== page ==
My Gen Y partners would be ignorant to not do the same. Understanding business and it’s workings is not just a now thing. To be successful in business, you must understand how it has ran for years and years. If history repeats itself, so will the problems that Boomers have faced in business, and if Gen Y does not understand the problems that have already faced Boomers, then those problems will surely face Gen Y at some point in time.
Generation Learning. Social media pulls us all together, it does not space us further apart. We walk together, we battle together, and we learn together.
I like your thoughts my man. However I have seen the generational issue first hand. More so I noticed it as I was promoted ahead of my peers and as a result entered this no man’s land where I couldn’t relate to my colleagues (all of whom were 35+ and likely married with children). Nor could I relate to my friends at the company where were associates, when I was a VP. Now while our not overly progressive HR group would not identify this as a generational issue, it certainly is one. However applying some of the above GenL knowledge and my own skill set I made it work. I related to my colleagues on a less-than-personal level by talking about sports affiliations, recreational activities, etc. This worked well enough but left me slightly unfulfilled. As far as my peer group, I just learned the most valuable lesson in business… Leave it at the office. Once my friends and I left the office, business wasn’t something we discussed… so that helped too.
You did say something in your remarks though which got my mind working. While I completely agree that those who don’t learn their history are doomed to repeat it… is that true for business? I mean think about it. On a macro-level every boom and bust is the same, but on a micro-level is there one business that has not changed fundamentally and completely from its old roots? I mean in terms of business model, operations, financial management… I would argue that everyone of those things has changed. And in a business environment where the only constant is change, what matter does “history” make? Obviously we keep repeating those boom-bust cycles under every previous generation… so maybe if we place less value on the past, we can better focus on the future? Just some thoughts…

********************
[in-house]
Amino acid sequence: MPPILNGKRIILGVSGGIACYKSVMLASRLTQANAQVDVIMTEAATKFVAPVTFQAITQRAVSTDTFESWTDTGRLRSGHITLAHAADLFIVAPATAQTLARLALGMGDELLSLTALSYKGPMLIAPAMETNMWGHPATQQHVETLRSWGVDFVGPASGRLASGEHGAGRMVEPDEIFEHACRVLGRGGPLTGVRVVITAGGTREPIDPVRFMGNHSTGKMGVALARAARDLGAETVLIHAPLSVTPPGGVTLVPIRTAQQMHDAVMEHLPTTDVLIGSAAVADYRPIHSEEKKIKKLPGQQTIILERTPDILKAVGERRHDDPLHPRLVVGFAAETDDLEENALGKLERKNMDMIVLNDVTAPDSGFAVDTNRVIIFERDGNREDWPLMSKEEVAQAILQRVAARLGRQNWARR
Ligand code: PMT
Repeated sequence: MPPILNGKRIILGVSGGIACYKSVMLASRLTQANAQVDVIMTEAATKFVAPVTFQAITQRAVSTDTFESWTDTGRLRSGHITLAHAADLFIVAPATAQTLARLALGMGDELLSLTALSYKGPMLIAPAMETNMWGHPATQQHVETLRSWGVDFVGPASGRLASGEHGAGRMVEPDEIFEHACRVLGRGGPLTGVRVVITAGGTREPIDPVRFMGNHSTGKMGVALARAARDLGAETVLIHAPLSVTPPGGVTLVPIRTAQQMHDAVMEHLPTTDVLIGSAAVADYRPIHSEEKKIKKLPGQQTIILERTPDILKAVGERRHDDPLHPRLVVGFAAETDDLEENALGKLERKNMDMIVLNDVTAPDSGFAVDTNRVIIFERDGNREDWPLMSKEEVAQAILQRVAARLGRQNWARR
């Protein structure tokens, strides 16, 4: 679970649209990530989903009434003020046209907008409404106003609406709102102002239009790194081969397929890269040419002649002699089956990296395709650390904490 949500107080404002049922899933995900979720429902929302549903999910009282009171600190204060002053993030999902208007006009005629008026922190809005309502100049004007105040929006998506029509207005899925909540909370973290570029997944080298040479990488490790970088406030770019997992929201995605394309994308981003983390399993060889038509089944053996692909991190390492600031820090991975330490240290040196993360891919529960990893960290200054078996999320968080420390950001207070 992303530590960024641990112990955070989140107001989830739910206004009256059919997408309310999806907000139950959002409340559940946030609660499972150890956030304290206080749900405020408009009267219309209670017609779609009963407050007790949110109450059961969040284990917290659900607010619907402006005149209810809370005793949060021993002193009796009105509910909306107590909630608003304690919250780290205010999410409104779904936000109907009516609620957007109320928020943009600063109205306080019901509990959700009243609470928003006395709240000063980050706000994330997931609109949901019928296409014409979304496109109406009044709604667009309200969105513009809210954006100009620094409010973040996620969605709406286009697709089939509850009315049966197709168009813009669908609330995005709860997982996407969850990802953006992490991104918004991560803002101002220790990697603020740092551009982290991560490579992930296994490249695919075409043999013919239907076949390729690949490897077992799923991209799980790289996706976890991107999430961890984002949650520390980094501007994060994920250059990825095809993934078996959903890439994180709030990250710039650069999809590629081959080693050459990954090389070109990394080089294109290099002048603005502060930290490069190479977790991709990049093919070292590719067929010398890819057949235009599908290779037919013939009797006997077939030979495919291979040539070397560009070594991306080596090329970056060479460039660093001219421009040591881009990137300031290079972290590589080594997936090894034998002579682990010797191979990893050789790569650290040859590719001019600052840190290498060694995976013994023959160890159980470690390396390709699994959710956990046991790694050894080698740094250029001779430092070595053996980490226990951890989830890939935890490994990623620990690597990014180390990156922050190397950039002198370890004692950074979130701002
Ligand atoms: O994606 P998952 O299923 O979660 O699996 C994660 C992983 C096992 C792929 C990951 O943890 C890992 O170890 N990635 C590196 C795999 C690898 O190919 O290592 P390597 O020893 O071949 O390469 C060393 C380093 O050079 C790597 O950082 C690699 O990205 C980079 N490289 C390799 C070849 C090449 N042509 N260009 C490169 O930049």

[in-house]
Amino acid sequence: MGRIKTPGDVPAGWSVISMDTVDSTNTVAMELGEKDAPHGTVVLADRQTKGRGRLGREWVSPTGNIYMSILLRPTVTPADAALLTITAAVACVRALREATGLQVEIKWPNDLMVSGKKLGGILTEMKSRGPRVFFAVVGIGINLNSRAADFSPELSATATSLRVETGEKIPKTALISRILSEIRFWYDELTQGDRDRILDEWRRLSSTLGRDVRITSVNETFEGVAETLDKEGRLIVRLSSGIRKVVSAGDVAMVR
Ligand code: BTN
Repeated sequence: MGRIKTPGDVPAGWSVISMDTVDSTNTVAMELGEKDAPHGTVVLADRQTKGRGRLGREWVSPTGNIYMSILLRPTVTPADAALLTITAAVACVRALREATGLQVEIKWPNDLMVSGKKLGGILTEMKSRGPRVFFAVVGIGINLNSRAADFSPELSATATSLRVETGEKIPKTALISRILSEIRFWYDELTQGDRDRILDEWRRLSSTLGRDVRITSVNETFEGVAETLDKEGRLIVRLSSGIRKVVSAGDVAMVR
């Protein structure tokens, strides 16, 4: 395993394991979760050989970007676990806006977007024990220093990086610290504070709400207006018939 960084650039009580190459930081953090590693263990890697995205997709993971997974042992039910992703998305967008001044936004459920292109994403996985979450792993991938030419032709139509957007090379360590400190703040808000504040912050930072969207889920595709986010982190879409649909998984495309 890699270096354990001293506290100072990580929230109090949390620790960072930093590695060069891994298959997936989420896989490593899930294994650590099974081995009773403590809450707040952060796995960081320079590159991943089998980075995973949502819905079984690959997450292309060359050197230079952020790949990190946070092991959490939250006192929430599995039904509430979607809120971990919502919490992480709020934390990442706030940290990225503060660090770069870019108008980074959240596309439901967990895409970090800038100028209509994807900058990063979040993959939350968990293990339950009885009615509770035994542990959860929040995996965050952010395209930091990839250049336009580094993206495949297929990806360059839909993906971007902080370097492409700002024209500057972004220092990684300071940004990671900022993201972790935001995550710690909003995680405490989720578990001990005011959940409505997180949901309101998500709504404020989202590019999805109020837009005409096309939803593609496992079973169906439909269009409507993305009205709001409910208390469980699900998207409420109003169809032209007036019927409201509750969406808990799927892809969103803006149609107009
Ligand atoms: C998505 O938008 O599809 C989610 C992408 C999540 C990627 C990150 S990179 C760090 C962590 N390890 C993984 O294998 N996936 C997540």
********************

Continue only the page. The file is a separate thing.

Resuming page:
I realize that I hear the differences but I don’t see them.
Steve – Fantastic post. I had a few tears building up, but in all honesty I think you are dead on with this. I can’t stay to long because I have day care duty tonight, but your points are perfect.
Learning is key to anyone’s success. I consistency search out mentor programs and put myself in the middle of success. I’ve got some years to go myself, but I like to think that I bring some relevance to conversations.
The internet is a quirky place for sure. Recruitment is even more quirky. The end result is that in order to grow you need to look outside the box and outside of your own personal space. Case in point and why I wanted to you to talk to my team. A different voice with a different approach goes a long way.
I appreciate the mention and look forward to next time.
This is a really great post, Steve. I completely agree that learning – and our commitment to it – is one of handful of important human qualities that bridge together *everyone*.
There are generational differences, sure as there are differences in eyes, height, and weight. I don’t say this negatively or to countermand the content of the post. However, the environment (and by extension, the events) we grow up in do play a hand in shaping who we are and our world view.
In the end, it’s about choice. We can focus on our differences and use them as walls to keep ourselves isolated. Or, we can use them as bridges to learn more about each other. I’ll follow Steve and go with the latter.
Jon believes we’re really different but I say we’re so much more alike.
Why the need to maximize the “differences” and minimize all we have in common?
I like this post a lot. I think there is a lot of positive thought in regards to where the older generation is coming from when they attempt to “advise and counsel” the younger generation of folks (such as myself).
However, I pose to you a question… Why is it that as parents (and you older lot were our parents) you wanted us to feel like we could take on the world, you valued us for being special, and even gave us all trophies, but now that we entering the work force, you (universal usage) want to take that away and break down all that we were raised to believe??
I ask because I am interested in the response. I see a lot of Boomers and early x-ers saying a lot of stereotypical things about Gen Y/Millennials, but to me if we were raised to believe that way by your co-workers and your peer group then why now in the work place is that a source of resistance and frustration, when all along until now it was a source of pride and admiration?
Overall I love the post. I am a “cusper” millennial which means I learned many of the same life lessons you did and understand the value so I relate to what you are saying. It also means I get dumb founded by the “young millennials” who don’t get a lot of things, but I don’t hold it against them. I will re-post your link on my FB page and on my blog.